Power Line Accidents Decline in 2008
April 24, 2009 (2009-003)
Contacts: Lee Beyer, Chairman, 503 378-6611; Ray Baum, Commissioner, 503 378-6611; John Savage, Commissioner, 503 378-6611; Bob Valdez, Public Affairs Specialist, 503 378-8962
Salem, Ore. The number of people injured after coming into contact with high-voltage power lines dropped slightly in Oregon in 2008 compared with 2007 according to an annual report released today by the Oregon Public Utility Commission.
“We are very concerned that most of the accidents continue to involve individuals who are working near overhead and underground power lines,” Commission Senior Electrical Engineer Jerry Murray said. “Fortunately, there were no fatalities last year, though nine people were hospitalized because of serious electrical injuries.”
2008 15 injuries
2007 17 injuries
2006 13 injuries
2005 14 injuries
The following are examples of accidents in 2008:
A carpenter raising himself in a motorized aerial lift platform contacted an overhead high voltage line.
A truck operator swung a boom into an overhead power line.
A volunteer painter working on a scaffold came into contact with an overhead power line.
A water utility worker sawed into a buried high voltage cable.
“These workers likely could have avoided being injured if they would have paid closer attention to overhead and underground power lines in the construction area before starting work,” according to Murray.
The Commission advises if you or your contractor is going to be working near overhead power lines, immediately contact the local utility nearest your job site. Make your activities safe as possible by not working within 10 feet of any overhead high voltage line.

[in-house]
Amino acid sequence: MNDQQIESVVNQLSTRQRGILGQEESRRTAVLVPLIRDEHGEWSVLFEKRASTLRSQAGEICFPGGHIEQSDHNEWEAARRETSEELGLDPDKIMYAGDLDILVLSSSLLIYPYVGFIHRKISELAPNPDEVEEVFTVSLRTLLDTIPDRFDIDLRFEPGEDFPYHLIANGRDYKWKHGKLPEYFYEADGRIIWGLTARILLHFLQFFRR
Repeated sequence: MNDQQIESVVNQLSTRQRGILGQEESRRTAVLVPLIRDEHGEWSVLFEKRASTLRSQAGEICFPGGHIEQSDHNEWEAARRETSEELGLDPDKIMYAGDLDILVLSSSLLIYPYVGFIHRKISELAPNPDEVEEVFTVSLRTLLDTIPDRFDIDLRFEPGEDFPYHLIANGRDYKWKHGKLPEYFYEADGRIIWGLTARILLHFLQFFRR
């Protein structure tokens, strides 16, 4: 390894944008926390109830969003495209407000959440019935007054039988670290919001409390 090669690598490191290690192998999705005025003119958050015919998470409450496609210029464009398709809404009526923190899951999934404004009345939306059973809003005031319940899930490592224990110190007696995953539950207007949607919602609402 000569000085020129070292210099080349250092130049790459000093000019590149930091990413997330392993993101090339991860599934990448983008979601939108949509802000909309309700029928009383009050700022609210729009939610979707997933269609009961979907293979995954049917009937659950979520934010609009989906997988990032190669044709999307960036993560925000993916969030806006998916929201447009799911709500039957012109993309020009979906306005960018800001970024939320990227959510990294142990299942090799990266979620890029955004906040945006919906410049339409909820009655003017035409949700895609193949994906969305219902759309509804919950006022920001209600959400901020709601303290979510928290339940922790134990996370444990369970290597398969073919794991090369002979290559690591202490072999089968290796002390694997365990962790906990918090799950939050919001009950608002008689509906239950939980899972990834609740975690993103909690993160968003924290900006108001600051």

Before doing any excavation work, you should call the Oregon Utility Notification Center at 811 at least two business days before the scheduled work, and wait for the site to be marked by utilities.
“Homeowners need to be careful as well. I can’t stress this enough to make sure that you are aware of the overhead and underground power lines around you before working in your yard or trimming your trees,” said Murray.
The Commission’s safety staff notes the value of general safety education programs and says all students in Oregon should receive power line safety education at least twice during their grade school years.
The Oregon PUC monitors electric power line safety throughout the State. The Commission enforces the National Electrical Safety Code, which is required by State law, for all of Oregon’s 39 electrical utilities. The OPUC performs routine inspections and audits of electric utility programs to ensure that electric utilities are following the safety code and keeping workers and the public safe.